Games as Art

Being such multifaceted creations, in only a few human activities is Art more ingrained than in making of games. Even the most mathematically, scientific or literate games require strong elements of creativity and aesthetics: Board and card games compensate the slow pace with artistic images and shapes, pencil/paper and word games are generous in prose, playground games are often accompanied by verse and singing. Even in some like Figure Skating, the line between art and sport is invisible. In many of them the creativity is needed not only when the game is created, but while playing as well. It is probably in the complexity of modern electronic games where the seamless integration of many forms of art and craft is ever present.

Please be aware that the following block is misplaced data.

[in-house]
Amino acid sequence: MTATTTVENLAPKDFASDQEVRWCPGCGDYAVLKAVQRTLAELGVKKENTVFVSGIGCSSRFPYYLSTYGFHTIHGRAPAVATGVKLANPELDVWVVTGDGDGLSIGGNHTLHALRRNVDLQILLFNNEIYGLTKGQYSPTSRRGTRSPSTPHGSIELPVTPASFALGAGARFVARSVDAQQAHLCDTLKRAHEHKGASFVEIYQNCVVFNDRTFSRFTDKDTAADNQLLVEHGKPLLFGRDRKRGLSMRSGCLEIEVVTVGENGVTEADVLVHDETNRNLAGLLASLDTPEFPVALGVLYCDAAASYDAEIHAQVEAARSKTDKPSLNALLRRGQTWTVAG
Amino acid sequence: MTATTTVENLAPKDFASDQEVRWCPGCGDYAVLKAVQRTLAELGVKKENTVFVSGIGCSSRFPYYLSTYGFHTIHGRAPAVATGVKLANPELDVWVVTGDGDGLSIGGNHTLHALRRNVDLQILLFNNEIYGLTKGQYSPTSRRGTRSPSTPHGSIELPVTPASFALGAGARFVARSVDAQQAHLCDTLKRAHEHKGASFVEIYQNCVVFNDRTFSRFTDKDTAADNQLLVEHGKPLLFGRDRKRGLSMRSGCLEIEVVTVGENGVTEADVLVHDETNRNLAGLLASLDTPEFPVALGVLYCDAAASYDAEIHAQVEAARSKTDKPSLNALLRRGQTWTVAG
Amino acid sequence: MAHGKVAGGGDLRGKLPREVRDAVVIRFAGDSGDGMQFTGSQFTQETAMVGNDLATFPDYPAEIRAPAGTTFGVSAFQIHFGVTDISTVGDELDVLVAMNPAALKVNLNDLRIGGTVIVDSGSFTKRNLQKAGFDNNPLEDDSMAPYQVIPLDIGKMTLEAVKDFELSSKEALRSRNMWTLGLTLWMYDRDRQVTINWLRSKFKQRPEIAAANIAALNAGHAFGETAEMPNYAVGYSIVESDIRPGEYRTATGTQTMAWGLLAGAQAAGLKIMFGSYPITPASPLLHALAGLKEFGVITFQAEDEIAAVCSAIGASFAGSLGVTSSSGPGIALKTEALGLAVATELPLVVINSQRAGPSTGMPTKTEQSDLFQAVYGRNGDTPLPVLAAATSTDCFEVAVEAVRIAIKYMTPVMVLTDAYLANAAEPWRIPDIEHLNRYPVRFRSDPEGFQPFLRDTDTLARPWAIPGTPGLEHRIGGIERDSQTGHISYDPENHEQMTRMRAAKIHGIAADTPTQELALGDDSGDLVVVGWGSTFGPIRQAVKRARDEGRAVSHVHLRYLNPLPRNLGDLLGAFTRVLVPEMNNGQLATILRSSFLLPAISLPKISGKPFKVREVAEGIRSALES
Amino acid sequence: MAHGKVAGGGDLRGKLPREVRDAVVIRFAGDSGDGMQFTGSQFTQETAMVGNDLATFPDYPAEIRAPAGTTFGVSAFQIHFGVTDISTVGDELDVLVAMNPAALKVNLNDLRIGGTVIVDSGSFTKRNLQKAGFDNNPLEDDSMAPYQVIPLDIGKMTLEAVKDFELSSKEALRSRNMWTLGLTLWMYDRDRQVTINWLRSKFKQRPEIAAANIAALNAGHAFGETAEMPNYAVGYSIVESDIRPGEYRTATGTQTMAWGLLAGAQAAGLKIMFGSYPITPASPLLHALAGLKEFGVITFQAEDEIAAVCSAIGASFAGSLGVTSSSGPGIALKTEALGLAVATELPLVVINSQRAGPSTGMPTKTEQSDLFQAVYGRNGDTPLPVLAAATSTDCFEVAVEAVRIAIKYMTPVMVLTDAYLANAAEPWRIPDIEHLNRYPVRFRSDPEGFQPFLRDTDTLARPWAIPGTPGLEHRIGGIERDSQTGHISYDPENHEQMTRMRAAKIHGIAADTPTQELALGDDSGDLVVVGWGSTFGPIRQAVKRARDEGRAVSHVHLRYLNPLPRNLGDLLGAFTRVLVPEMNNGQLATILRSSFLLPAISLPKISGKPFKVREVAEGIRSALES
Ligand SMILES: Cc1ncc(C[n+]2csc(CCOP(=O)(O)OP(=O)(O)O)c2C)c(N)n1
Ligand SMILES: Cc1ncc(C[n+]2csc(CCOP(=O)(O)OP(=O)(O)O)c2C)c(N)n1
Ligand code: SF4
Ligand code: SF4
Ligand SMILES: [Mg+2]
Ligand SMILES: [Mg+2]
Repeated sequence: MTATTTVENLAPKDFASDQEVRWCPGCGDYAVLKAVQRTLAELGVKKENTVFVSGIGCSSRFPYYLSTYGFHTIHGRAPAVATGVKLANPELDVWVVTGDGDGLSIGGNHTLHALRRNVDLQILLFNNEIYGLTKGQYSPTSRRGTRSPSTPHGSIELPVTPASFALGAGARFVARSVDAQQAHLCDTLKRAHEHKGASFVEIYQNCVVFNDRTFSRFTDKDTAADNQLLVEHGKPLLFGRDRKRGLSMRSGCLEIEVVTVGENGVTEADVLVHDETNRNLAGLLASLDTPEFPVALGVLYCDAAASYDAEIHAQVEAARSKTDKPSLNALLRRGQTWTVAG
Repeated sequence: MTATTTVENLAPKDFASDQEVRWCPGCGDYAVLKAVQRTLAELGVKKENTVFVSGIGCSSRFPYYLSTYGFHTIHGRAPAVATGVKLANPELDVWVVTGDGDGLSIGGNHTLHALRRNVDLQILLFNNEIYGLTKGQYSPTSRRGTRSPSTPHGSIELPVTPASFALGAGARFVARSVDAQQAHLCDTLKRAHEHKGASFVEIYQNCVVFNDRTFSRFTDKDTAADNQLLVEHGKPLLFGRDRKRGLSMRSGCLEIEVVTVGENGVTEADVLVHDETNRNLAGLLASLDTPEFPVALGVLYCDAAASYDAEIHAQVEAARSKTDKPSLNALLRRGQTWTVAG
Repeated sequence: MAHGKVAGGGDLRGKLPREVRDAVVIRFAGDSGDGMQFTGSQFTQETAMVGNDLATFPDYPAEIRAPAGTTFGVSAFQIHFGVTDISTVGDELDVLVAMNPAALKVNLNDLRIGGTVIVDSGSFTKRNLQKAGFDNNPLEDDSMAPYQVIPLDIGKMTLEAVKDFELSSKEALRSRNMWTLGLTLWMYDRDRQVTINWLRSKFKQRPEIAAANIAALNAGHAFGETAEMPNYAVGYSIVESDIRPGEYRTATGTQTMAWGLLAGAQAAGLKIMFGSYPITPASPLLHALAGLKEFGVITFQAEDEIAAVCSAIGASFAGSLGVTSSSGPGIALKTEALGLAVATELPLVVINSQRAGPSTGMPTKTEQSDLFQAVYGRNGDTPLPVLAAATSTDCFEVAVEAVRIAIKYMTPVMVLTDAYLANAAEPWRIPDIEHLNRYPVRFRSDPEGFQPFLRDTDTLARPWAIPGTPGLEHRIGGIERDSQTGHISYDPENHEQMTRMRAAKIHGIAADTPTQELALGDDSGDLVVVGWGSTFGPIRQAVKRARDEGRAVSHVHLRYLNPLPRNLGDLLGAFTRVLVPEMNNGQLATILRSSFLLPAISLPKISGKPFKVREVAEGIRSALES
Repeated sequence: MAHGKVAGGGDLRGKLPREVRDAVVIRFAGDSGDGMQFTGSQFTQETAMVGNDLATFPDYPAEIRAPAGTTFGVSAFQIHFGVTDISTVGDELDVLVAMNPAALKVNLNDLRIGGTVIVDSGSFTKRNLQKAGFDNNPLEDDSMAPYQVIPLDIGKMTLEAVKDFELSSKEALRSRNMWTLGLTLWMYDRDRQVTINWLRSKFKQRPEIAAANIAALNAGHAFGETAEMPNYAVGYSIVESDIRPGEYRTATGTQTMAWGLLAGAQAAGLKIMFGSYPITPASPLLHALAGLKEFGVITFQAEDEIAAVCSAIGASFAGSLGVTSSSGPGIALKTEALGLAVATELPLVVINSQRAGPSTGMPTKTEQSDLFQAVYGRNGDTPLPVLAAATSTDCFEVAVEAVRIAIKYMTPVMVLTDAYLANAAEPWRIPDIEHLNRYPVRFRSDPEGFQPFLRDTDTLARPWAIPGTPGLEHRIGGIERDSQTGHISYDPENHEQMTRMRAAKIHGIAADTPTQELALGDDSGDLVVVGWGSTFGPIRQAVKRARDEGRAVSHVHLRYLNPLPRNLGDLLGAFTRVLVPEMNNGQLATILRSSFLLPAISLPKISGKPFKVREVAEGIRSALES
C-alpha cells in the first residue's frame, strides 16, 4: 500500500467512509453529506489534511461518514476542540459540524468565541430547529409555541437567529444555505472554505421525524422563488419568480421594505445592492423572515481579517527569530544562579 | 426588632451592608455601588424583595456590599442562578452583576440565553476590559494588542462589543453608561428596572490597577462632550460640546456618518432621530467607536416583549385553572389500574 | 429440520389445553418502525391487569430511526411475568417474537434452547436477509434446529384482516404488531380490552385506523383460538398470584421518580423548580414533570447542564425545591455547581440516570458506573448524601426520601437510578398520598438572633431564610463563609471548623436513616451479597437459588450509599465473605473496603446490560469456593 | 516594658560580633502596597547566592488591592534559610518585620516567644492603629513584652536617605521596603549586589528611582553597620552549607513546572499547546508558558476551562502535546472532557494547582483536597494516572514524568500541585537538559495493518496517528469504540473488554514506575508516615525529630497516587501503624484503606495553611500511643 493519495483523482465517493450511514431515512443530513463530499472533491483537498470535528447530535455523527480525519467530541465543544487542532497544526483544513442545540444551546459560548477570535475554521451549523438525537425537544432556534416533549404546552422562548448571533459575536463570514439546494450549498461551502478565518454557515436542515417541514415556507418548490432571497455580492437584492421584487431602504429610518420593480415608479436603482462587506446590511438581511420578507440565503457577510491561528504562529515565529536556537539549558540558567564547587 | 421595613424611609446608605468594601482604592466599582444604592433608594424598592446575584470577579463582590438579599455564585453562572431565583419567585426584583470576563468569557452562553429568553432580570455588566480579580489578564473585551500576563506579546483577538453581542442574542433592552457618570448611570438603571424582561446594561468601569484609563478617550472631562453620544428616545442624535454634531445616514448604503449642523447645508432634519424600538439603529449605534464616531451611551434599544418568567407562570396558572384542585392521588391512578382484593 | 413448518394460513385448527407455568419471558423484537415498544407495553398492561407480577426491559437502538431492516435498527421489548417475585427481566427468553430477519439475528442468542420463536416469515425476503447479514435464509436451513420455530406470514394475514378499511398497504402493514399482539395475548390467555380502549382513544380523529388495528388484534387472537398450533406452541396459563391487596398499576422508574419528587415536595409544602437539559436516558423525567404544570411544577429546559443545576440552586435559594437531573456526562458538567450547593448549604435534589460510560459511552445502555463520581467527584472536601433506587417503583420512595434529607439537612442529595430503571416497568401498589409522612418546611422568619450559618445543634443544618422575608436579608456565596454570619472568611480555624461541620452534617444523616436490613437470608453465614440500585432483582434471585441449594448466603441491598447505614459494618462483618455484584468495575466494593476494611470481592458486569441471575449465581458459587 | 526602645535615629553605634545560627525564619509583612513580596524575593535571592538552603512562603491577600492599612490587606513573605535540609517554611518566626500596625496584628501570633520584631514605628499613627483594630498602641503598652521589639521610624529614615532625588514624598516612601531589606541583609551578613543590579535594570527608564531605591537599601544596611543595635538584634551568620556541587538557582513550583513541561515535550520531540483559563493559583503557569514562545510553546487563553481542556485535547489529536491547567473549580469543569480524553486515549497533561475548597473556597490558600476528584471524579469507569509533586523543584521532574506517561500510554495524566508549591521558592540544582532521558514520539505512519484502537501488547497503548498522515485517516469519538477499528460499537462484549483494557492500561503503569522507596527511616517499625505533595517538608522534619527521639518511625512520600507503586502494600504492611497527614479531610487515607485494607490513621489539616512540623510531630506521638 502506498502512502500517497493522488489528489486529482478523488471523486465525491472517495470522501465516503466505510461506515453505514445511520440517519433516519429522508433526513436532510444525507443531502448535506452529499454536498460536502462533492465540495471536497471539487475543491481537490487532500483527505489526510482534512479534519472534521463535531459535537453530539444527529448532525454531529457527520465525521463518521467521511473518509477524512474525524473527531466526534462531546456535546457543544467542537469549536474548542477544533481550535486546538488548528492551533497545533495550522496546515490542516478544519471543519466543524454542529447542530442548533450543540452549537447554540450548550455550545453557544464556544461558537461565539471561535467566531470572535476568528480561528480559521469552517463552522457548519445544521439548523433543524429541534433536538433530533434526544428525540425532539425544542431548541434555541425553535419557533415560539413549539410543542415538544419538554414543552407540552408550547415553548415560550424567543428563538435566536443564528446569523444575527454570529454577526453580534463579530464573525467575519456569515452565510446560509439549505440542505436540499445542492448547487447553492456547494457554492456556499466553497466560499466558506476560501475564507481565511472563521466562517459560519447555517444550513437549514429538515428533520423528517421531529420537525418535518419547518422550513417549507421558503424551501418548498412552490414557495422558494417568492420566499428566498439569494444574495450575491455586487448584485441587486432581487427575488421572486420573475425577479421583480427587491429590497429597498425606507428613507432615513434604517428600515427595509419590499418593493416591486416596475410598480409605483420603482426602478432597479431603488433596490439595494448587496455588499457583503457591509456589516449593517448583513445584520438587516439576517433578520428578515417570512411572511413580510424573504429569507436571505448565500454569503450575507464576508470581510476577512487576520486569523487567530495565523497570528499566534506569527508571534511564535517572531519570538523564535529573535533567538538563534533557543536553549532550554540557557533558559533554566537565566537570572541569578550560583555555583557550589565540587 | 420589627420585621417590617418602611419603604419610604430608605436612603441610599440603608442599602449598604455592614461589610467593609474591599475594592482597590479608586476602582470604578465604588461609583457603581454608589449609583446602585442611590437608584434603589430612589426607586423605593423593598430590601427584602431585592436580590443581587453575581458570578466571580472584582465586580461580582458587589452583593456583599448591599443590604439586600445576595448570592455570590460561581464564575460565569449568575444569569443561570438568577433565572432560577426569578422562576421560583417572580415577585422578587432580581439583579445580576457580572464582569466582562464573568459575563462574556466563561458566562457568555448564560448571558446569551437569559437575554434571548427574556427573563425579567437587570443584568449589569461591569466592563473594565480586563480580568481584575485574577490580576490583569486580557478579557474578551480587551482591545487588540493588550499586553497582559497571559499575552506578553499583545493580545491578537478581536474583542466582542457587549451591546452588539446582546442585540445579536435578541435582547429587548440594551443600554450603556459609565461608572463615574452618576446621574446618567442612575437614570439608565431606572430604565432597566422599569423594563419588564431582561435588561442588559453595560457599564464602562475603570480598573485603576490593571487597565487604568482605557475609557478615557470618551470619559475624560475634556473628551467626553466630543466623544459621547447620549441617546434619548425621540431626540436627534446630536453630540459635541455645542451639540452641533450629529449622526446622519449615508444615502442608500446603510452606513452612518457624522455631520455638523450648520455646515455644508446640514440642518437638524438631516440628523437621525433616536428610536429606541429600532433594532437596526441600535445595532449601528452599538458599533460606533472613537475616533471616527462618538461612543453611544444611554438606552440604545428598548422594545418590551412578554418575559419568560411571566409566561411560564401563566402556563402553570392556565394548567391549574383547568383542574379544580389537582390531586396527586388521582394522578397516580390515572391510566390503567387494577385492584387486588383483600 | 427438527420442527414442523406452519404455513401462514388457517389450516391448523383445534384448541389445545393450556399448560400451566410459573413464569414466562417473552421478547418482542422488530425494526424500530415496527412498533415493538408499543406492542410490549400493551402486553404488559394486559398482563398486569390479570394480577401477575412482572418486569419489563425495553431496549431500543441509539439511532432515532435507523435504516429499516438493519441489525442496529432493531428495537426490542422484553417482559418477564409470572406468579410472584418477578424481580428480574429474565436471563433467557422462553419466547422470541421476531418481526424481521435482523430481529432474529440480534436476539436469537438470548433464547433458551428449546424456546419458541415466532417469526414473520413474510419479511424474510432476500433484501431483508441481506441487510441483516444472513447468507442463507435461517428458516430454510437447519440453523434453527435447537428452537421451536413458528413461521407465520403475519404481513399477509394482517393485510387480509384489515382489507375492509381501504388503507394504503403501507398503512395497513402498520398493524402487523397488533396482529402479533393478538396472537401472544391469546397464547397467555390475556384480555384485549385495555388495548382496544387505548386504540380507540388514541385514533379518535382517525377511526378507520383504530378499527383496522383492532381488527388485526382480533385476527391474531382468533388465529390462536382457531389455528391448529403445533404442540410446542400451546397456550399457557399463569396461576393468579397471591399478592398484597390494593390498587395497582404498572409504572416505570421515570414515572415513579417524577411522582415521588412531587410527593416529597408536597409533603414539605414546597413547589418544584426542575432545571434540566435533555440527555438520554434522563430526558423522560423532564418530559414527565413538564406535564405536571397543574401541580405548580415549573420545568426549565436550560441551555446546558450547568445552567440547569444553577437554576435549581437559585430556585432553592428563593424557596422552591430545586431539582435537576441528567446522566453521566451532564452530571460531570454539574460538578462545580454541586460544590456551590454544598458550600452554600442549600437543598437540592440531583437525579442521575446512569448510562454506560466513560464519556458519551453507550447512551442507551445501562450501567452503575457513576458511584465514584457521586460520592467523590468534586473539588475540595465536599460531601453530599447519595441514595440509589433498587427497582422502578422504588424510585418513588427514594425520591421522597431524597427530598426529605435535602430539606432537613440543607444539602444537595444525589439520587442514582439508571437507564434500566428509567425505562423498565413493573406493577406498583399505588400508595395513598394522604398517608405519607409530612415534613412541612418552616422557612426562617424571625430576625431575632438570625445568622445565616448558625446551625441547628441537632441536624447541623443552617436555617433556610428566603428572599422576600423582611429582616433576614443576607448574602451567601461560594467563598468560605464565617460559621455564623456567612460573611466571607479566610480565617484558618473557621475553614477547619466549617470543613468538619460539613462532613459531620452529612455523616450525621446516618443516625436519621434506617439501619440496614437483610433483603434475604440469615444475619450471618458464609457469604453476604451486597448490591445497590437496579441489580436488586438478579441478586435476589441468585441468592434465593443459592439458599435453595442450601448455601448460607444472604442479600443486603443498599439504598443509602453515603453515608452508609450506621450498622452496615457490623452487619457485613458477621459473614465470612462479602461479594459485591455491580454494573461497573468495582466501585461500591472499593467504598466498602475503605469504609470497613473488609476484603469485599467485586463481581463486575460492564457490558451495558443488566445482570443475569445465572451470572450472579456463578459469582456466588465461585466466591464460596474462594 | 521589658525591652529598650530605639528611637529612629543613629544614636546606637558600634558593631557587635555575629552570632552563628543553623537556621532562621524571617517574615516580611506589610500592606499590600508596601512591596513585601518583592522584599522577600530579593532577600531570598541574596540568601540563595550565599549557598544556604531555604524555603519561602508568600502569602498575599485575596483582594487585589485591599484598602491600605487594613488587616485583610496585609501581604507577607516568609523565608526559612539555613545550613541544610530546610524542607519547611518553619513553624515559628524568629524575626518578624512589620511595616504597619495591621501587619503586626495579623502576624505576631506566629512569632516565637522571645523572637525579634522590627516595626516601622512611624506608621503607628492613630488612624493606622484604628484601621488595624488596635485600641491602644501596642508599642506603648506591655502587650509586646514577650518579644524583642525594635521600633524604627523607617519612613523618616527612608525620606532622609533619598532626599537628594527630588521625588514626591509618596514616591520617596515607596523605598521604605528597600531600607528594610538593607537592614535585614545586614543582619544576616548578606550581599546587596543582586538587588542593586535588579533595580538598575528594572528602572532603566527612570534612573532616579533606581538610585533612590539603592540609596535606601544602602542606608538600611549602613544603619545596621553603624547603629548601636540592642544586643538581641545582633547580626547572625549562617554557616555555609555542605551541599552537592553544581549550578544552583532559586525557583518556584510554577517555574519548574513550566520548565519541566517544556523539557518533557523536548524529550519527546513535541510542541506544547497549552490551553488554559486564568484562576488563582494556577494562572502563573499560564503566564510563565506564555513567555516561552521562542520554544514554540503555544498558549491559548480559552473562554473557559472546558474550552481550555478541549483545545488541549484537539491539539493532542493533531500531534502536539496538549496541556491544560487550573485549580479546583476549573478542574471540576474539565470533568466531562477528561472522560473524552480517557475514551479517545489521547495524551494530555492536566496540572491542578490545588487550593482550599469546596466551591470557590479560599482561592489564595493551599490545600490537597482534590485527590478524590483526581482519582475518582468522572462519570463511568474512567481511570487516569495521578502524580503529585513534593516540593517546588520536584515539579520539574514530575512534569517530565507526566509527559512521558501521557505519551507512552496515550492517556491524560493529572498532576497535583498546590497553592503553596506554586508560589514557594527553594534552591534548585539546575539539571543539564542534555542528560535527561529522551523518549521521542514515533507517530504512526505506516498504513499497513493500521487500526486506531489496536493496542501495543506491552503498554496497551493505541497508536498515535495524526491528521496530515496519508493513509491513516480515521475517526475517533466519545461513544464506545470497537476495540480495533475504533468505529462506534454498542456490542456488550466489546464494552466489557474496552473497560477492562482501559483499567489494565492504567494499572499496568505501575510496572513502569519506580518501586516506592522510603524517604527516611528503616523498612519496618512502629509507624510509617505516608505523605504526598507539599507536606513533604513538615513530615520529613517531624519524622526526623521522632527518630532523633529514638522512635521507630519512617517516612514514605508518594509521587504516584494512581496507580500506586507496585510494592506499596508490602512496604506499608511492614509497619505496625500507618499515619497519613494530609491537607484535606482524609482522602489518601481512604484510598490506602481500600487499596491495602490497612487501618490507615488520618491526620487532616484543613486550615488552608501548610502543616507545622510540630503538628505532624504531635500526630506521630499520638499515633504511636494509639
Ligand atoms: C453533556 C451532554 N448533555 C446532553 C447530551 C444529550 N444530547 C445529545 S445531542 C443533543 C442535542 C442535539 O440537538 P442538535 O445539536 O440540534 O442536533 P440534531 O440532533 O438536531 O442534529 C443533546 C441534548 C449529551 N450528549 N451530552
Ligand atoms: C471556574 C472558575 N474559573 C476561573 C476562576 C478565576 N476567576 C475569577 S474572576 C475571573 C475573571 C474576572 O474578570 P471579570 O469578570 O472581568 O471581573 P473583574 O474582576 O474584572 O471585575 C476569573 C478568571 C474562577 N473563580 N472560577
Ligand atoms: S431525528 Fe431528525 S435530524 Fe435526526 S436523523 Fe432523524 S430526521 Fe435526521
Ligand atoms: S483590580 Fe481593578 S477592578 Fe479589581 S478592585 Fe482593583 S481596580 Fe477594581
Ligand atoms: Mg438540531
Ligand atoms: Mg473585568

Closing (for now): That playing is an essential part of us is both a hidden and an evident truth. One has only to thoughtfully observe kids at their earliest age when they start engaging in the simple but joyful activities through which the world around them is presented to their avid minds. Parents and educators have been successfully leveraging games as a tool to get young people engaged. For many years play-enhanced learning, development and growth has been applied by many crafts and professions, more recently by industries like media, sports, entertainment and of course the gaming. Electronic and otherwise, I will continue analyzing these fascinating subjects in future articles, I hope you found this one entertaining thought-inducing as it is was for me writing it and, if so, stay tuned!